Creating Connected Catchments
Many of our freshwater species like to move within the river system and some, like the Sea Trout, migrate from the sea to the catchment head-streams to find spawning areas, returning to the the site of their birth to spawn a new generation.
Unfortunately, the presence of road bridges, culverts, weirs and sluices can all have an impact on fish movement and cause isolated populations or, in extreme cases, areas where very few fish are present at all. We have designed and used a variety of methods from simple easements to technical fish passes on road bridges and gauging weirs to complete removal of structures or by-pass channels. The result of these projects has increased river connectivity and opened up over 150km of river to migratory species.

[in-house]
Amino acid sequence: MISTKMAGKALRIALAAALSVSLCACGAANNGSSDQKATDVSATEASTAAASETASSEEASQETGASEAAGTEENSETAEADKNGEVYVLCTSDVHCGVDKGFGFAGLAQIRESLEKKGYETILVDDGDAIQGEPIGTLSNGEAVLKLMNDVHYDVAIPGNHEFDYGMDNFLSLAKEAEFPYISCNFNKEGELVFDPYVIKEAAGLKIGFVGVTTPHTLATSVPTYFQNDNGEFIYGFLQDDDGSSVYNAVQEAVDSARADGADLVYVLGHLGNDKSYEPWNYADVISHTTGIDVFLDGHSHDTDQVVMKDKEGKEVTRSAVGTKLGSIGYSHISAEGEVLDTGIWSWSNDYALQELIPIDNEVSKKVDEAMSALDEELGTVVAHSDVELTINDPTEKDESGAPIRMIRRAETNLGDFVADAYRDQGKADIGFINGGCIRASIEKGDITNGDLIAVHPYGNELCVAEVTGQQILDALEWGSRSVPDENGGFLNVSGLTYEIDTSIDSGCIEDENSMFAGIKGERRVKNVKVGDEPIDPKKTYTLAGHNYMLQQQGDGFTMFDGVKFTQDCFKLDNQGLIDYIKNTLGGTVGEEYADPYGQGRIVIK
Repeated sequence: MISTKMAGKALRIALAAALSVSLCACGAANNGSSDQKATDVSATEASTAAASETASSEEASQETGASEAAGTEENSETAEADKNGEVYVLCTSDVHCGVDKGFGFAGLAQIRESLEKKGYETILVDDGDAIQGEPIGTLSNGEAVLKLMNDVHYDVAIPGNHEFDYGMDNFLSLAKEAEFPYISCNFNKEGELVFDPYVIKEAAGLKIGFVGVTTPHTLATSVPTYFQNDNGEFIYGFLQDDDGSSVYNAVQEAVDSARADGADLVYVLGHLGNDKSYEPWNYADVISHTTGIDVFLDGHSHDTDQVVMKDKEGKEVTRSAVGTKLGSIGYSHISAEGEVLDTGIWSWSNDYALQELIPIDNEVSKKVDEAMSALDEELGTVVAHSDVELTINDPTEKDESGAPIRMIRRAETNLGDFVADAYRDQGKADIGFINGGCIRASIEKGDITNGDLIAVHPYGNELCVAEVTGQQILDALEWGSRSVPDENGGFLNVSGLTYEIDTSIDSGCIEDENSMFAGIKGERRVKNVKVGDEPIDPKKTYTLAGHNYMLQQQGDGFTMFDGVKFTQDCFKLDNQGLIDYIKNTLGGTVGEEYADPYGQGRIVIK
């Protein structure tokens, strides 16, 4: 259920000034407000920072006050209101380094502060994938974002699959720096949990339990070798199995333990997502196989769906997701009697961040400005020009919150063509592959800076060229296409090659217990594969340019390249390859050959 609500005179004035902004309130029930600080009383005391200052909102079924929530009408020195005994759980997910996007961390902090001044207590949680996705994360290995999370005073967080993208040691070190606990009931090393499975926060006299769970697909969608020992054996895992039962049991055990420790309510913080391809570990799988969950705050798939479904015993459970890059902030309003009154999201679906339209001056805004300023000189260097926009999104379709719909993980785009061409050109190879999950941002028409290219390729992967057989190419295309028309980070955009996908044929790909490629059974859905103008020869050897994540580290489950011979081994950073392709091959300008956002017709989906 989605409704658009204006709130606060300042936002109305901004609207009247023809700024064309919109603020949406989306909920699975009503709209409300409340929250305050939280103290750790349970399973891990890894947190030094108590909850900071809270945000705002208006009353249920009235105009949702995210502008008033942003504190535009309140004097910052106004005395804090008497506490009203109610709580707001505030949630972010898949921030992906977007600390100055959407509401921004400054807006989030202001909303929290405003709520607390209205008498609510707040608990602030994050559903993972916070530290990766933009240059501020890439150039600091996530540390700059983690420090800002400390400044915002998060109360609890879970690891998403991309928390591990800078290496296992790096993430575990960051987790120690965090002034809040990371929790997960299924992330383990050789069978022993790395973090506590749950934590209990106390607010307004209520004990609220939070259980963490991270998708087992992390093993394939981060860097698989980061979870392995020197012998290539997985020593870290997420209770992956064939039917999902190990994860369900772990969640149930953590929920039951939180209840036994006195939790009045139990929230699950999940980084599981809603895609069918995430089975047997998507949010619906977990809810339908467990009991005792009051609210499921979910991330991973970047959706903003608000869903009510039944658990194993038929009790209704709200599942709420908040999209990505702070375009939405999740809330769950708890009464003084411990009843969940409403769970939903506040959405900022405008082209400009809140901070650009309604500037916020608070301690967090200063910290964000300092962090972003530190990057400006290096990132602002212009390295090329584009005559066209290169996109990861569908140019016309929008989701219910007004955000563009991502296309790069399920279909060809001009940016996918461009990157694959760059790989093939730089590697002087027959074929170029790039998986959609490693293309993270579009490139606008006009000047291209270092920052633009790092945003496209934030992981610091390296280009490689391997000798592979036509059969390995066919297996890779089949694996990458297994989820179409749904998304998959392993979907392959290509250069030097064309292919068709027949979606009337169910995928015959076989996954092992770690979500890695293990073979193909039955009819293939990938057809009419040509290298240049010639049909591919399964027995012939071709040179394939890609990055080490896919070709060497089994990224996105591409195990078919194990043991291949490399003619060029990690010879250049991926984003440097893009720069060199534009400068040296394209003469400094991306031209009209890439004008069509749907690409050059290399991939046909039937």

However, there are hundreds of barriers to species migration still in-situ across the river systems, many of which are broken or redundant and should be removed or failing that, have a fish passage solution designed and installed to keep our rivers connected for the species which rely on them.
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The Ouse & Adur Rivers Trust
OART is a membership based organisation dedicated to the environmental protection and enhancement of the Sussex River Ouse and Adur including their tributaries, estuaries and still waters.
The Ouse & Adur Rivers Trust (OART) is a registered charity (No: 1082447) formed in 2011 from the amalgamation of two long-standing local organisations, the River Adur Conservation Society and Sussex Ouse Conservation Society.
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